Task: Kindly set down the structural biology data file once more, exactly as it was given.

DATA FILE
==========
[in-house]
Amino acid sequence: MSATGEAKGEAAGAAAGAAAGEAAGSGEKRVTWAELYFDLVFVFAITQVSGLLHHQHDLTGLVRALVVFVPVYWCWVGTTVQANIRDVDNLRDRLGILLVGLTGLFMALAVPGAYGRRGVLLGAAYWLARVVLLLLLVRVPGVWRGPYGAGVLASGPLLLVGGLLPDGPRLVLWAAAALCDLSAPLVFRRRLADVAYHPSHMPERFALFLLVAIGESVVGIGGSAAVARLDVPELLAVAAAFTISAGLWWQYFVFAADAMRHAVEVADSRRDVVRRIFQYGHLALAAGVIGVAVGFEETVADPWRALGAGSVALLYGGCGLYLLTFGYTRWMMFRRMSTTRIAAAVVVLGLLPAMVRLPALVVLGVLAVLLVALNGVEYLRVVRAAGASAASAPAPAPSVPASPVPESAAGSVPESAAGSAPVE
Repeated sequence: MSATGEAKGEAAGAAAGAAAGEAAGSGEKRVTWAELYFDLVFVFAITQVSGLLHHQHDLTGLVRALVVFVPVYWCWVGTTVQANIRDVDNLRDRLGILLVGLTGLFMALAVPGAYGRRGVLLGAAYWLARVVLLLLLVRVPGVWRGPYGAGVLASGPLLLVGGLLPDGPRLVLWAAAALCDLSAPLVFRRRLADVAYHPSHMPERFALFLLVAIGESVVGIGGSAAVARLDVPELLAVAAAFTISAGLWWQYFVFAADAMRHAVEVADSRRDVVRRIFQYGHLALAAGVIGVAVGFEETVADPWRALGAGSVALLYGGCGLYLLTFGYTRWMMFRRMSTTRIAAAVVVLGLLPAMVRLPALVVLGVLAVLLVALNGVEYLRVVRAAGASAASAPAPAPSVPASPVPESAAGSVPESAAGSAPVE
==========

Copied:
[in-house]
Amino acid sequence: MSATGEAKGEAAGAAAGAAAGEAAGSGEKRVTWAELYFDLVFVFAITQVSGLLHHQHDLTGLVRALVVFVPVYWCWVGTTVQANIRDVDNLRDRLGILLVGLTGLFMALAVPGAYGRRGVLLGAAYWLARVVLLLLLVRVPGVWRGPYGAGVLASGPLLLVGGLLPDGPRLVLWAAAALCDLSAPLVFRRRLADVAYHPSHMPERFALFLLVAIGESVVGIGGSAAVARLDVPELLAVAAAFTISAGLWWQYFVFAADAMRHAVEVADSRRDVVRRIFQYGHLALAAGVIGVAVGFEETVADPWRALGAGSVALLYGGCGLYLLTFGYTRWMMFRRMSTTRIAAAVVVLGLLPAMVRLPALVVLGVLAVLLVALNGVEYLRVVRAAGASAASAPAPAPSVPASPVPESAAGSVPESAAGSAPVE
Repeated sequence: MSATGEAKGEAAGAAAGAAAGEAAGSGEKRVTWAELYFDLVFVFAITQVSGLLHHQHDLTGLVRALVVFVPVYWCWVGTTVQANIRDVDNLRDRLGILLVGLTGLFMALAVPGAYGRRGVLLGAAYWLARVVLLLLLVRVPGVWRGPYGAGVLASGPLLLVGGLLPDGPRLVLWAAAALCDLSAPLVFRRRLADVAYHPSHMPERFALFLLVAIGESVVGIGGSAAVARLDVPELLAVAAAFTISAGLWWQYFVFAADAMRHAVEVADSRRDVVRRIFQYGHLALAAGVIGVAVGFEETVADPWRALGAGSVALLYGGCGLYLLTFGYTRWMMFRRMSTTRIAAAVVVLGLLPAMVRLPALVVLGVLAVLLVALNGVEYLRVVRAAGASAASAPAPAPSVPASPVPESAAGSVPESAAGSAPVE